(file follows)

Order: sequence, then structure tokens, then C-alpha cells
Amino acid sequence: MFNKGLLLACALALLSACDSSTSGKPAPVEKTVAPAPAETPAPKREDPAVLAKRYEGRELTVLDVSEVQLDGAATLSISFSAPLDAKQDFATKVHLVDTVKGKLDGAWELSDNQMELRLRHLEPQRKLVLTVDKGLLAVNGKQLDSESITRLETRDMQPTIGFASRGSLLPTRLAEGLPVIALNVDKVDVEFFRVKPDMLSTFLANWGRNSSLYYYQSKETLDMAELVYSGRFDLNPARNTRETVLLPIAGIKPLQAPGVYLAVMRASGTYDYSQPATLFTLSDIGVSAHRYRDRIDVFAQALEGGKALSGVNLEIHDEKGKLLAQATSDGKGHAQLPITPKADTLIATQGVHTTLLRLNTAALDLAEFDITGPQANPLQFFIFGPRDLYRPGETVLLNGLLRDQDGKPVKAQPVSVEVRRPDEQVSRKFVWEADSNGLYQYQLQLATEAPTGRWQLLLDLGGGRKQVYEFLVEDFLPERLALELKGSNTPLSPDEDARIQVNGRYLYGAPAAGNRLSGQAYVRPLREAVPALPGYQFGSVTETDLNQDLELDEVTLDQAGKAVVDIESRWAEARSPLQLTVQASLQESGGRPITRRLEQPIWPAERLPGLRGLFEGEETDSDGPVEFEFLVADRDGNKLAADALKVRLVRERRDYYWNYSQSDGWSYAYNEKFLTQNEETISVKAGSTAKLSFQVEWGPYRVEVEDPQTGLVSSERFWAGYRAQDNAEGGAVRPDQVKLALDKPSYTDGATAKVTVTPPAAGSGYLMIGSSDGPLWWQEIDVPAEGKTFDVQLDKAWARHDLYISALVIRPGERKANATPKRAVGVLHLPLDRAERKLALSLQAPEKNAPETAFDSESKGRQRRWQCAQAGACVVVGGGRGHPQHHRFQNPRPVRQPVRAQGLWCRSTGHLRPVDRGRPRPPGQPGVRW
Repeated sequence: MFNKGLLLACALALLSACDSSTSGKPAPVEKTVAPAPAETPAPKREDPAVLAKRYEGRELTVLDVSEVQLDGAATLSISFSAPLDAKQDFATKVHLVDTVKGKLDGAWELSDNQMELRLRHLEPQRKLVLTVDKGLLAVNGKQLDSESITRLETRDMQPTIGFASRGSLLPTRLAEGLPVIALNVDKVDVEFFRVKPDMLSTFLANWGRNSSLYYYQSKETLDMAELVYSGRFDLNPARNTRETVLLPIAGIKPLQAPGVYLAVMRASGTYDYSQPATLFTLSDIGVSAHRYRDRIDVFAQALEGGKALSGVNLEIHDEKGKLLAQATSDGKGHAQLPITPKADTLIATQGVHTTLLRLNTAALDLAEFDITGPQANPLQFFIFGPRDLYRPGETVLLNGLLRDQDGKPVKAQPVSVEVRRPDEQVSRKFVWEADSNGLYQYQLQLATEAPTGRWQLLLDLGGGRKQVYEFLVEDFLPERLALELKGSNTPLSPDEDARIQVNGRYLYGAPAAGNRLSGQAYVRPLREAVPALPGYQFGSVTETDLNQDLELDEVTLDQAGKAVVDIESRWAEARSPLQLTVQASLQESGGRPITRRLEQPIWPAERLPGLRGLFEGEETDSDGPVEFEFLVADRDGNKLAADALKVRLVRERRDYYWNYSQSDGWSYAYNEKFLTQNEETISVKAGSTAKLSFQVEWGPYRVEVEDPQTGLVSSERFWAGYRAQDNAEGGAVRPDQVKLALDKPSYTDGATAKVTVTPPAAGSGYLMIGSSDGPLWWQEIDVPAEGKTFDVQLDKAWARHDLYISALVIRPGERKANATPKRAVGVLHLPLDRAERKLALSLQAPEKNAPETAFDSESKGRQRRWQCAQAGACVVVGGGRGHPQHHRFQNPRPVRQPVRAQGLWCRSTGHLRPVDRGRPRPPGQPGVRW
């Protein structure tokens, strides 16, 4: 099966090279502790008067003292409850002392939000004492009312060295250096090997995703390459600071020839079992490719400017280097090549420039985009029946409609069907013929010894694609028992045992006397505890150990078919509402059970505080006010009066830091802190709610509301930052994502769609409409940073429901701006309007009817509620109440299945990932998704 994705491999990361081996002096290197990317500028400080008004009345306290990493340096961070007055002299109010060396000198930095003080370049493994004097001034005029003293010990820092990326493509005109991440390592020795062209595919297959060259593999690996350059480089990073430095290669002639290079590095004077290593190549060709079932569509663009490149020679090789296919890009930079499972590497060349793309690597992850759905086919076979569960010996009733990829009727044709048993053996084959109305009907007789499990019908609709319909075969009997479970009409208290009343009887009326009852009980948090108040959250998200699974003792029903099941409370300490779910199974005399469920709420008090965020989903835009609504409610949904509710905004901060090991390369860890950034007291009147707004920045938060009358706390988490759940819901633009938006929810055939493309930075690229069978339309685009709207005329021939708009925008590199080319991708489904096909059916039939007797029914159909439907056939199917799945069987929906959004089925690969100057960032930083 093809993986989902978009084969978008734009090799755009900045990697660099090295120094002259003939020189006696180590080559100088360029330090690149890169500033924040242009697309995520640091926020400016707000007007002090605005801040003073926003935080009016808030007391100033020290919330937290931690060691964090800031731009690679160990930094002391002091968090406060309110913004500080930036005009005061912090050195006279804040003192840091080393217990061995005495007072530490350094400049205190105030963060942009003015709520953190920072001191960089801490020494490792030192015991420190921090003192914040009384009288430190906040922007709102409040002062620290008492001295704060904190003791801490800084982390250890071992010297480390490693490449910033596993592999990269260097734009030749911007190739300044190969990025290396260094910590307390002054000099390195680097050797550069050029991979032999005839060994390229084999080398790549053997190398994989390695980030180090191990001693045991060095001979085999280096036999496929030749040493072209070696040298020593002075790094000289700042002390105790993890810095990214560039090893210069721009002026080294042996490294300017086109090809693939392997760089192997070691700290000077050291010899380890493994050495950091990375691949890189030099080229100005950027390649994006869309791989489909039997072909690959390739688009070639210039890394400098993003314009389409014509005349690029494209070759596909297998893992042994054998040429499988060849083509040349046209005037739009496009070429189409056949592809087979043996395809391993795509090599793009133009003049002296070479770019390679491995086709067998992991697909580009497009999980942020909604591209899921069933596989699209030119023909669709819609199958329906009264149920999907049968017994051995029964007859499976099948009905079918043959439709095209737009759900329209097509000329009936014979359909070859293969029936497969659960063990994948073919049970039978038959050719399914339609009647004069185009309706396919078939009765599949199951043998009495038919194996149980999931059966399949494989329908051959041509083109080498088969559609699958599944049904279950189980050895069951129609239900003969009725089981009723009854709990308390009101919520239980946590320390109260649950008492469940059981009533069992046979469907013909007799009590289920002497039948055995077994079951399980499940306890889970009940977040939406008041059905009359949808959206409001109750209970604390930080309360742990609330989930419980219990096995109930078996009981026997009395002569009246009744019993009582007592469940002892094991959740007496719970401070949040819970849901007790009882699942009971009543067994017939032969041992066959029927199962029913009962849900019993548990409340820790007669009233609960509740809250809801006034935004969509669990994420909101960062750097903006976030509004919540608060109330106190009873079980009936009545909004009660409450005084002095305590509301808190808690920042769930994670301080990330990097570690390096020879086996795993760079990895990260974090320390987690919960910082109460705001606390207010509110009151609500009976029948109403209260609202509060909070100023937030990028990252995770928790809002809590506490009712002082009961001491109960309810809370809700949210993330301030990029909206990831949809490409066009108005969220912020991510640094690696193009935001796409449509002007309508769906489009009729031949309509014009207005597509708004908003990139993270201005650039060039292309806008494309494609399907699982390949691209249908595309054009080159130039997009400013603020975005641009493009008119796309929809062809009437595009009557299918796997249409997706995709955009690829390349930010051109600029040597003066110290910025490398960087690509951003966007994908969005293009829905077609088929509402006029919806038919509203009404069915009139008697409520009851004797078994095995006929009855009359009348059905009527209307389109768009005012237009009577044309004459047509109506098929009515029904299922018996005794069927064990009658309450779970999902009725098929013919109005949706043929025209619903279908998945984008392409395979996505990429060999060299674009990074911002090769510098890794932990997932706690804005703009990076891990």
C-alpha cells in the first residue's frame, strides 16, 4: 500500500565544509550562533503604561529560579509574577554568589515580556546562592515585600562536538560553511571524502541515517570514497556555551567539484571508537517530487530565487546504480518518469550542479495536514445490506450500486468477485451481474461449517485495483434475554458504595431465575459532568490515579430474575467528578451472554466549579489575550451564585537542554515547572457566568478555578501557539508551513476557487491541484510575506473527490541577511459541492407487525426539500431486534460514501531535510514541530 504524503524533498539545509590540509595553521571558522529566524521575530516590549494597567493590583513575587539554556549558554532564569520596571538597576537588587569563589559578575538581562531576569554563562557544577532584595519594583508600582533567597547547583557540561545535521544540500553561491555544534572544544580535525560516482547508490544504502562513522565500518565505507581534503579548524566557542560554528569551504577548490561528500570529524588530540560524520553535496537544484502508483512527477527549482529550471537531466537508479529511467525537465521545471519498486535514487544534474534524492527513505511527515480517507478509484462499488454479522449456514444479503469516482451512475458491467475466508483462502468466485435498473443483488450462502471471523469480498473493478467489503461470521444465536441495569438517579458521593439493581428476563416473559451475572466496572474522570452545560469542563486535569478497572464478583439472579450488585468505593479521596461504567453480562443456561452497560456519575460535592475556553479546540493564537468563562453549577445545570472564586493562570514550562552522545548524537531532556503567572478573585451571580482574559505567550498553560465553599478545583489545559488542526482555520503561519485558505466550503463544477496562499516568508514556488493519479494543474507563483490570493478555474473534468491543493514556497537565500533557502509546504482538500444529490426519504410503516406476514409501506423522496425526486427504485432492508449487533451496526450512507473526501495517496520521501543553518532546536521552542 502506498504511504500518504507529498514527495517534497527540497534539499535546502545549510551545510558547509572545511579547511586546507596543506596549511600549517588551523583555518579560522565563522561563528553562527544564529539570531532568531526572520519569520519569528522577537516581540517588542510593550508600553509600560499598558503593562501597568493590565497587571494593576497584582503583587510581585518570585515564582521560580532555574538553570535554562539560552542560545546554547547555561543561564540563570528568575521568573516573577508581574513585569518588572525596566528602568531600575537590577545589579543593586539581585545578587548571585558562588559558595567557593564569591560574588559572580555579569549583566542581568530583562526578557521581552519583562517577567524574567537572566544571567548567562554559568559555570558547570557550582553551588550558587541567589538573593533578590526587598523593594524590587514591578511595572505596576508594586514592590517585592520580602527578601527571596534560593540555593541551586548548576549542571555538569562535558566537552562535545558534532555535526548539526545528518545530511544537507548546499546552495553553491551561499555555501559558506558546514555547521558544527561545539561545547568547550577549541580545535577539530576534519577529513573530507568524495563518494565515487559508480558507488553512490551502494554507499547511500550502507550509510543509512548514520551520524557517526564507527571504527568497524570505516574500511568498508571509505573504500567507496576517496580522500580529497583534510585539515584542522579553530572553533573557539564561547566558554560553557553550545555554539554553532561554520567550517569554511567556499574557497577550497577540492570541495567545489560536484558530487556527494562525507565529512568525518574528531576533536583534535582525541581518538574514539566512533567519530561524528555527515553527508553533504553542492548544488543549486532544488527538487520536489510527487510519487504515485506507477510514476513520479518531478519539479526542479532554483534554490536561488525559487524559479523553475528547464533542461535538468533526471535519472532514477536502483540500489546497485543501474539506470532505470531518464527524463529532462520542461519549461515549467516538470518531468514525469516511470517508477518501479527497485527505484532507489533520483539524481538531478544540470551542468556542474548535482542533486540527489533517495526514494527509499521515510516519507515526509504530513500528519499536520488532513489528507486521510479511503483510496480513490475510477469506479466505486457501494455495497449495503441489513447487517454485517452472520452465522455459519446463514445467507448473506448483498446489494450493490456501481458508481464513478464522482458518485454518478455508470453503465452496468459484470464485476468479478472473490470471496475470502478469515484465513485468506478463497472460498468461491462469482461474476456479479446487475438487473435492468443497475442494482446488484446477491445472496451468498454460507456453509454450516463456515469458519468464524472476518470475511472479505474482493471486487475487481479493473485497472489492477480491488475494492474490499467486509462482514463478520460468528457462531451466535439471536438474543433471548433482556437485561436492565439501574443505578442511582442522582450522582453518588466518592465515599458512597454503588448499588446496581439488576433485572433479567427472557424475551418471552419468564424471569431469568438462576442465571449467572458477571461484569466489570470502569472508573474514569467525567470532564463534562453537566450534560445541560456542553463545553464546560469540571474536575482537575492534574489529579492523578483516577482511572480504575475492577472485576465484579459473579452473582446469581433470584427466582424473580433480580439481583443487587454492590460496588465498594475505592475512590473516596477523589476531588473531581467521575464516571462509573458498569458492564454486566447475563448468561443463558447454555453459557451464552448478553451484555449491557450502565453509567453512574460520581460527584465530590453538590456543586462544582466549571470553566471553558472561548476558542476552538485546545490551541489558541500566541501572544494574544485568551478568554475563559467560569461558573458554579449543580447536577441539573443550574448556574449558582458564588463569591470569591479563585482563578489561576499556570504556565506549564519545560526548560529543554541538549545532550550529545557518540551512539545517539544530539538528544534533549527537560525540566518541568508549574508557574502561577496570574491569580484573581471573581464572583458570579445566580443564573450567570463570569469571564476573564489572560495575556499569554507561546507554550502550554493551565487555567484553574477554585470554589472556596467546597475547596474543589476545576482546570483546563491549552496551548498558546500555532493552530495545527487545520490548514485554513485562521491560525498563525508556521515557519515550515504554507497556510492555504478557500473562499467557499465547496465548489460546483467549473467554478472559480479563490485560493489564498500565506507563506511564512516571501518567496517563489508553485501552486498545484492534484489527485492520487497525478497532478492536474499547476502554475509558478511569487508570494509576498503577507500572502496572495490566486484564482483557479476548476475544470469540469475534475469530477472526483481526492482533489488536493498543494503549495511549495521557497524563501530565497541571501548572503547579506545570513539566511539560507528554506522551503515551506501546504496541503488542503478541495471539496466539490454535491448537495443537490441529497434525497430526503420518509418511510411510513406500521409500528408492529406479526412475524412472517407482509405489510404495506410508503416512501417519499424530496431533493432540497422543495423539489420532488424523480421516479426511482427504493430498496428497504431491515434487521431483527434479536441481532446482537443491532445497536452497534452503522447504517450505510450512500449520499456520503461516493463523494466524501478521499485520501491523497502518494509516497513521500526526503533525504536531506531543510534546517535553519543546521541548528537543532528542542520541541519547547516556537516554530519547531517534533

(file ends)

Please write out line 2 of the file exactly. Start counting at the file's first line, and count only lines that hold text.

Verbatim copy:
Amino acid sequence: MFNKGLLLACALALLSACDSSTSGKPAPVEKTVAPAPAETPAPKREDPAVLAKRYEGRELTVLDVSEVQLDGAATLSISFSAPLDAKQDFATKVHLVDTVKGKLDGAWELSDNQMELRLRHLEPQRKLVLTVDKGLLAVNGKQLDSESITRLETRDMQPTIGFASRGSLLPTRLAEGLPVIALNVDKVDVEFFRVKPDMLSTFLANWGRNSSLYYYQSKETLDMAELVYSGRFDLNPARNTRETVLLPIAGIKPLQAPGVYLAVMRASGTYDYSQPATLFTLSDIGVSAHRYRDRIDVFAQALEGGKALSGVNLEIHDEKGKLLAQATSDGKGHAQLPITPKADTLIATQGVHTTLLRLNTAALDLAEFDITGPQANPLQFFIFGPRDLYRPGETVLLNGLLRDQDGKPVKAQPVSVEVRRPDEQVSRKFVWEADSNGLYQYQLQLATEAPTGRWQLLLDLGGGRKQVYEFLVEDFLPERLALELKGSNTPLSPDEDARIQVNGRYLYGAPAAGNRLSGQAYVRPLREAVPALPGYQFGSVTETDLNQDLELDEVTLDQAGKAVVDIESRWAEARSPLQLTVQASLQESGGRPITRRLEQPIWPAERLPGLRGLFEGEETDSDGPVEFEFLVADRDGNKLAADALKVRLVRERRDYYWNYSQSDGWSYAYNEKFLTQNEETISVKAGSTAKLSFQVEWGPYRVEVEDPQTGLVSSERFWAGYRAQDNAEGGAVRPDQVKLALDKPSYTDGATAKVTVTPPAAGSGYLMIGSSDGPLWWQEIDVPAEGKTFDVQLDKAWARHDLYISALVIRPGERKANATPKRAVGVLHLPLDRAERKLALSLQAPEKNAPETAFDSESKGRQRRWQCAQAGACVVVGGGRGHPQHHRFQNPRPVRQPVRAQGLWCRSTGHLRPVDRGRPRPPGQPGVRW